When I’m driving along and see an abandoned house, it really bothers me. I can’t help wondering who lived there, why they left, and what happened to them. If I had a house I wasn’t going to live in, I would rather let a family without a home live in it rent free, pay the taxes, and keep it up in exchange for dwelling there. It seems so pointless to let what was once a good house fall apart.
In the part of the country where I live, there are abandoned houses to be found all over the place. I think about the homeless people in cities living in alleys and under bridges in the bitter weather. I think about little families forced to live in shelters because they just can’t seem to get ahead enough to get on their feet, and I wish that every abandoned house would have had someone come to live in it before it fell apart.
I think about the parents, grandparents, and children who might have lived there and the relatives that came and went through the years, about young love, promises, and dreams. I think about how those houses embraced families and brought them together, safe under one roof. It makes me sad to wonder what happened, why everyone left, and why no one cared enough to fix the house while it was still salvageable. A house without people living in it quickly falls to rack and ruin, as if when the people are gone, the spirit is sucked out of it and it dies.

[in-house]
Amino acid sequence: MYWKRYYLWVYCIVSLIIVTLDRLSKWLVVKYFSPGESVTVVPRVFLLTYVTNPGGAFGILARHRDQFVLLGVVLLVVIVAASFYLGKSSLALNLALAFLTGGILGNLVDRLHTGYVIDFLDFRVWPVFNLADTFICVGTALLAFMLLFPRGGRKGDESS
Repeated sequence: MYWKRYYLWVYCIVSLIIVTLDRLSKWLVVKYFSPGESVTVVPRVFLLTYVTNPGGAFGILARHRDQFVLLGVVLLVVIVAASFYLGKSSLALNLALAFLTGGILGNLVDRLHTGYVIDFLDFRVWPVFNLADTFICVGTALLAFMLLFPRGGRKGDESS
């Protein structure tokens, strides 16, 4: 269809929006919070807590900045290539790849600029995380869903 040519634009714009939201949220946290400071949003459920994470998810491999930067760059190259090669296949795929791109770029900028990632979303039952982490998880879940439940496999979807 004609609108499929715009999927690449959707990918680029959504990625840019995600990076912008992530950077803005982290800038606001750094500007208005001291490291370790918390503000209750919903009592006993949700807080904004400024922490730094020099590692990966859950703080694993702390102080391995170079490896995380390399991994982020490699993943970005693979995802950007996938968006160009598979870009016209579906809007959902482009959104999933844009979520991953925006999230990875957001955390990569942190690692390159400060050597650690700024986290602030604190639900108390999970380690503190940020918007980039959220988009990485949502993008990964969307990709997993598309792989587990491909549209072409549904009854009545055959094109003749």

Relationships are like that, too.
Sometimes it is a love gone wrong, a series of broken promises, an unfaithful spouse, a debilitating, illness, or the death of a loved one that begins to break a relationship down. In the beginning, there is still time to fix the things that get broken. When those things are ignored over time, the accumulation of all of them (if not repaired along the way) breaks down the relationship until it is uninhabitable. There is only a shell left of what the healthy relationship looked like, and only the ghosts of things past remain.
A person’s relationship to God can also begin to crumble when sin sneaks in. The person stops praying daily, reads less and less of the Bible, and quits communicating with God. The little distractions and enticements of life can blind a person to the breaking down of their spiritual home. Although God does not abandon us, many people abandon Him and leave their relationship with him to go live outside of the provision and protection He had for them.
Abandoned houses eventually disintegrate to the point of no hope for repairing. Relationships are often broken to the point that they are never restored. Our relationship with God is the only one that can be flawed, abandoned, and disintegrated beyond recognition and still be salvageable. There is nothing broken that is beyond God’s reach, repair, or ability to restore.